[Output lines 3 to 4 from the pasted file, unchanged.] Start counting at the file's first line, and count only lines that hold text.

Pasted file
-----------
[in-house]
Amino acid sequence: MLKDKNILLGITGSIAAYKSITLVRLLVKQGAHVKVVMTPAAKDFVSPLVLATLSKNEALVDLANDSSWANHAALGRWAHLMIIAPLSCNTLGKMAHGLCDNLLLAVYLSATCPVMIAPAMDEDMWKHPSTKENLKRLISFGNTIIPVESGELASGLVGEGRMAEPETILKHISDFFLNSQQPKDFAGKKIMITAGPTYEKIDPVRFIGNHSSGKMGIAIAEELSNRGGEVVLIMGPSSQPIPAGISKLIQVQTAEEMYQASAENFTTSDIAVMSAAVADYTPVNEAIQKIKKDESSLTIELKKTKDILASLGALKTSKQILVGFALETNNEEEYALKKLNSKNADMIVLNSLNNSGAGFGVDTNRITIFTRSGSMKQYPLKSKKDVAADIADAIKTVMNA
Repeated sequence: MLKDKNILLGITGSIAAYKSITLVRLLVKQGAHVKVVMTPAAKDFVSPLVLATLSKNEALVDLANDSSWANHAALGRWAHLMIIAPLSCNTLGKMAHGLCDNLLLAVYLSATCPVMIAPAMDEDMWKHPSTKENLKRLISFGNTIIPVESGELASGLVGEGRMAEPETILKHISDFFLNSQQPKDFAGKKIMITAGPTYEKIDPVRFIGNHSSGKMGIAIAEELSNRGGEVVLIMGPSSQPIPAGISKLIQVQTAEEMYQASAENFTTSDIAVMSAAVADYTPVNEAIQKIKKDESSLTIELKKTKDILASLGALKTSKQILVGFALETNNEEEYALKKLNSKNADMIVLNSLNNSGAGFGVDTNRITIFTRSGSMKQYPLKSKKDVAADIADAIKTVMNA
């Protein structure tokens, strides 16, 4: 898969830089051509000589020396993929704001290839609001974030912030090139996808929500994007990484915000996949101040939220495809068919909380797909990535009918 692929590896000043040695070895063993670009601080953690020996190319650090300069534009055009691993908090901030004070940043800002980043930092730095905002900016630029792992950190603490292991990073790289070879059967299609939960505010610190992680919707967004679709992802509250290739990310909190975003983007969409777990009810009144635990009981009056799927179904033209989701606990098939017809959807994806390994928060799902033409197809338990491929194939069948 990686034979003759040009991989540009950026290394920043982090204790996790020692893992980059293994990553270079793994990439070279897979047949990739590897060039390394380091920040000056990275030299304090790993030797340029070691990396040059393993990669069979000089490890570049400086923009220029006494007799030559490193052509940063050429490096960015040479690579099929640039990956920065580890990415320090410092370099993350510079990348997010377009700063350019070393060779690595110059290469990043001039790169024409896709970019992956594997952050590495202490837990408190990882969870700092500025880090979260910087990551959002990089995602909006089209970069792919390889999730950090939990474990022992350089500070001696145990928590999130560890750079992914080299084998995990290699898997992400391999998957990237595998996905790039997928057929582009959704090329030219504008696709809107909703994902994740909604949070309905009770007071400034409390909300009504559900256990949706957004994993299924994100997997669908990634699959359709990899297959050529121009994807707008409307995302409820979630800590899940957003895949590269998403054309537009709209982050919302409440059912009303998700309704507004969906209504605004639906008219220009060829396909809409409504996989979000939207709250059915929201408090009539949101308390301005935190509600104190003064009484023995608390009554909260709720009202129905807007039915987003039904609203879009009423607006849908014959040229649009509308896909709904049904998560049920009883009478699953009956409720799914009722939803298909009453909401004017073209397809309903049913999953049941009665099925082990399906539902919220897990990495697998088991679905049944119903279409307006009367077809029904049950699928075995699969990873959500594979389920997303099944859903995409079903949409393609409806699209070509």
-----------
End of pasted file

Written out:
Repeated sequence: MLKDKNILLGITGSIAAYKSITLVRLLVKQGAHVKVVMTPAAKDFVSPLVLATLSKNEALVDLANDSSWANHAALGRWAHLMIIAPLSCNTLGKMAHGLCDNLLLAVYLSATCPVMIAPAMDEDMWKHPSTKENLKRLISFGNTIIPVESGELASGLVGEGRMAEPETILKHISDFFLNSQQPKDFAGKKIMITAGPTYEKIDPVRFIGNHSSGKMGIAIAEELSNRGGEVVLIMGPSSQPIPAGISKLIQVQTAEEMYQASAENFTTSDIAVMSAAVADYTPVNEAIQKIKKDESSLTIELKKTKDILASLGALKTSKQILVGFALETNNEEEYALKKLNSKNADMIVLNSLNNSGAGFGVDTNRITIFTRSGSMKQYPLKSKKDVAADIADAIKTVMNA
């Protein structure tokens, strides 16, 4: 898969830089051509000589020396993929704001290839609001974030912030090139996808929500994007990484915000996949101040939220495809068919909380797909990535009918 692929590896000043040695070895063993670009601080953690020996190319650090300069534009055009691993908090901030004070940043800002980043930092730095905002900016630029792992950190603490292991990073790289070879059967299609939960505010610190992680919707967004679709992802509250290739990310909190975003983007969409777990009810009144635990009981009056799927179904033209989701606990098939017809959807994806390994928060799902033409197809338990491929194939069948 990686034979003759040009991989540009950026290394920043982090204790996790020692893992980059293994990553270079793994990439070279897979047949990739590897060039390394380091920040000056990275030299304090790993030797340029070691990396040059393993990669069979000089490890570049400086923009220029006494007799030559490193052509940063050429490096960015040479690579099929640039990956920065580890990415320090410092370099993350510079990348997010377009700063350019070393060779690595110059290469990043001039790169024409896709970019992956594997952050590495202490837990408190990882969870700092500025880090979260910087990551959002990089995602909006089209970069792919390889999730950090939990474990022992350089500070001696145990928590999130560890750079992914080299084998995990290699898997992400391999998957990237595998996905790039997928057929582009959704090329030219504008696709809107909703994902994740909604949070309905009770007071400034409390909300009504559900256990949706957004994993299924994100997997669908990634699959359709990899297959050529121009994807707008409307995302409820979630800590899940957003895949590269998403054309537009709209982050919302409440059912009303998700309704507004969906209504605004639906008219220009060829396909809409409504996989979000939207709250059915929201408090009539949101308390301005935190509600104190003064009484023995608390009554909260709720009202129905807007039915987003039904609203879009009423607006849908014959040229649009509308896909709904049904998560049920009883009478699953009956409720799914009722939803298909009453909401004017073209397809309903049913999953049941009665099925082990399906539902919220897990990495697998088991679905049944119903279409307006009367077809029904049950699928075995699969990873959500594979389920997303099944859903995409079903949409393609409806699209070509």